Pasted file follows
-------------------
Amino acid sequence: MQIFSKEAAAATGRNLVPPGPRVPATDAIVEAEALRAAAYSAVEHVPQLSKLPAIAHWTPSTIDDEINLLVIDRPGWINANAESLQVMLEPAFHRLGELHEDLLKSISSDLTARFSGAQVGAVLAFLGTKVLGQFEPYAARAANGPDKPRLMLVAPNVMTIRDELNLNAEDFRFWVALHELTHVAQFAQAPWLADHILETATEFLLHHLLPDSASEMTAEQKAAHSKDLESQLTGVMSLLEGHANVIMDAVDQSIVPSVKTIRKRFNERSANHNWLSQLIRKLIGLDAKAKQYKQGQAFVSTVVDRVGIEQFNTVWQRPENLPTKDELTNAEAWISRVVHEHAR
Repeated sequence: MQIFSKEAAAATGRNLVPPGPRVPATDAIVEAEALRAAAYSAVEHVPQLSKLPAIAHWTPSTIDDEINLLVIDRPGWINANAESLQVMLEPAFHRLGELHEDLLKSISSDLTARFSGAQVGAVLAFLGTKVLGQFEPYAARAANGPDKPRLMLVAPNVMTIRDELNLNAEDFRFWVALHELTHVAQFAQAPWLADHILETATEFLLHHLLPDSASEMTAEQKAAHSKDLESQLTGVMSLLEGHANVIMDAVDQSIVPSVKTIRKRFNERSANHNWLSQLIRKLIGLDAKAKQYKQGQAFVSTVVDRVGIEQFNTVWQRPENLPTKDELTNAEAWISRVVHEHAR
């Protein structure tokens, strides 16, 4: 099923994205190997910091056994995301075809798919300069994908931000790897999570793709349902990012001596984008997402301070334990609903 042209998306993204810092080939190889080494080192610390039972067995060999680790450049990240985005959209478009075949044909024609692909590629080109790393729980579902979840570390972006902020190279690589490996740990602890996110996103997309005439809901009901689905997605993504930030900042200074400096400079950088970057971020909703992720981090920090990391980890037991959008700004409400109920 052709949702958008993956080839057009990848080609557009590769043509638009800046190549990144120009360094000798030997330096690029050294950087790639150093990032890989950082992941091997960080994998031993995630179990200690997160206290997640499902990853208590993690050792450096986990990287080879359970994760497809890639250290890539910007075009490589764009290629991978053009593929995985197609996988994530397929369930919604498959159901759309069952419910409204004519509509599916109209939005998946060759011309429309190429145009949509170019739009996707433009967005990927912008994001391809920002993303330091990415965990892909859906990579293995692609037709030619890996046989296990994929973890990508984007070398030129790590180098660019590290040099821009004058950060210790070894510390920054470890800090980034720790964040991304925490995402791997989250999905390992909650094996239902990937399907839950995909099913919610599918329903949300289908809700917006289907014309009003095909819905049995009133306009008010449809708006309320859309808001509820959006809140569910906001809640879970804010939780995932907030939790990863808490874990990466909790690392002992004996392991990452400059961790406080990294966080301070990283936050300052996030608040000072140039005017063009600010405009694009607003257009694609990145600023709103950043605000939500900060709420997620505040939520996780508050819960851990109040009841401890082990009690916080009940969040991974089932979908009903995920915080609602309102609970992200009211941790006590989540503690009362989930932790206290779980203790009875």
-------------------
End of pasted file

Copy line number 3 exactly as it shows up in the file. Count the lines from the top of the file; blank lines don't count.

């Protein structure tokens, strides 16, 4: 099923994205190997910091056994995301075809798919300069994908931000790897999570793709349902990012001596984008997402301070334990609903 042209998306993204810092080939190889080494080192610390039972067995060999680790450049990240985005959209478009075949044909024609692909590629080109790393729980579902979840570390972006902020190279690589490996740990602890996110996103997309005439809901009901689905997605993504930030900042200074400096400079950088970057971020909703992720981090920090990391980890037991959008700004409400109920 052709949702958008993956080839057009990848080609557009590769043509638009800046190549990144120009360094000798030997330096690029050294950087790639150093990032890989950082992941091997960080994998031993995630179990200690997160206290997640499902990853208590993690050792450096986990990287080879359970994760497809890639250290890539910007075009490589764009290629991978053009593929995985197609996988994530397929369930919604498959159901759309069952419910409204004519509509599916109209939005998946060759011309429309190429145009949509170019739009996707433009967005990927912008994001391809920002993303330091990415965990892909859906990579293995692609037709030619890996046989296990994929973890990508984007070398030129790590180098660019590290040099821009004058950060210790070894510390920054470890800090980034720790964040991304925490995402791997989250999905390992909650094996239902990937399907839950995909099913919610599918329903949300289908809700917006289907014309009003095909819905049995009133306009008010449809708006309320859309808001509820959006809140569910906001809640879970804010939780995932907030939790990863808490874990990466909790690392002992004996392991990452400059961790406080990294966080301070990283936050300052996030608040000072140039005017063009600010405009694009607003257009694609990145600023709103950043605000939500900060709420997620505040939520996780508050819960851990109040009841401890082990009690916080009940969040991974089932979908009903995920915080609602309102609970992200009211941790006590989540503690009362989930932790206290779980203790009875």